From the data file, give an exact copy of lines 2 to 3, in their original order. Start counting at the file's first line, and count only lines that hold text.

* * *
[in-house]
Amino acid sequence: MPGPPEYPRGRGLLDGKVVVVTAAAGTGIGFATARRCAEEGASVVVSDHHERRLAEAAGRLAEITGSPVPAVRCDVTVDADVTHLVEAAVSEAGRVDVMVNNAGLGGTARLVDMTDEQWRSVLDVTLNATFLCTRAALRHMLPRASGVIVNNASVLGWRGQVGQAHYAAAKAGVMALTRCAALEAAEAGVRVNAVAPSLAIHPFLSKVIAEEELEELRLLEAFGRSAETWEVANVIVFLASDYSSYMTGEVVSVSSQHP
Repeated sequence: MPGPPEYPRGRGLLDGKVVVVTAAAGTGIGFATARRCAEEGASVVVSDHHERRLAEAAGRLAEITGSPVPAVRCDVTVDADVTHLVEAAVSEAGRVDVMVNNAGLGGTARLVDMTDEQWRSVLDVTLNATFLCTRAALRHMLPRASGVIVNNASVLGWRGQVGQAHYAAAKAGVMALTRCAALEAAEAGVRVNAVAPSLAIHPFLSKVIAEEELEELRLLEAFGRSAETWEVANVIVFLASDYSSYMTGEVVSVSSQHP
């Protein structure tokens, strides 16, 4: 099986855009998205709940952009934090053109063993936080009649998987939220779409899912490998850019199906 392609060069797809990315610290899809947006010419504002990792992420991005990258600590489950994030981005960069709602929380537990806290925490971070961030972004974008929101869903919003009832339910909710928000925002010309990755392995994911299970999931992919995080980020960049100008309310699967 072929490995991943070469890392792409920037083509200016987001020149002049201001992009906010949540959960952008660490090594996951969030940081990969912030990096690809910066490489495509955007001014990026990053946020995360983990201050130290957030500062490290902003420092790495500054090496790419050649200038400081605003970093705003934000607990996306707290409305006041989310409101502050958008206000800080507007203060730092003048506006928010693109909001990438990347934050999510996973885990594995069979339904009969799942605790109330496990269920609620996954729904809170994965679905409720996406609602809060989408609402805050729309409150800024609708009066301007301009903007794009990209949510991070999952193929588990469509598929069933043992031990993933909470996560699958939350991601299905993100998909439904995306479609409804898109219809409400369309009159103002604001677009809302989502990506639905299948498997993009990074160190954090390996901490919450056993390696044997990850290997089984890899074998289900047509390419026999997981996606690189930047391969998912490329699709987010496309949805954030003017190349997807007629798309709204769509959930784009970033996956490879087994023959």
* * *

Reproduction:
Amino acid sequence: MPGPPEYPRGRGLLDGKVVVVTAAAGTGIGFATARRCAEEGASVVVSDHHERRLAEAAGRLAEITGSPVPAVRCDVTVDADVTHLVEAAVSEAGRVDVMVNNAGLGGTARLVDMTDEQWRSVLDVTLNATFLCTRAALRHMLPRASGVIVNNASVLGWRGQVGQAHYAAAKAGVMALTRCAALEAAEAGVRVNAVAPSLAIHPFLSKVIAEEELEELRLLEAFGRSAETWEVANVIVFLASDYSSYMTGEVVSVSSQHP
Repeated sequence: MPGPPEYPRGRGLLDGKVVVVTAAAGTGIGFATARRCAEEGASVVVSDHHERRLAEAAGRLAEITGSPVPAVRCDVTVDADVTHLVEAAVSEAGRVDVMVNNAGLGGTARLVDMTDEQWRSVLDVTLNATFLCTRAALRHMLPRASGVIVNNASVLGWRGQVGQAHYAAAKAGVMALTRCAALEAAEAGVRVNAVAPSLAIHPFLSKVIAEEELEELRLLEAFGRSAETWEVANVIVFLASDYSSYMTGEVVSVSSQHP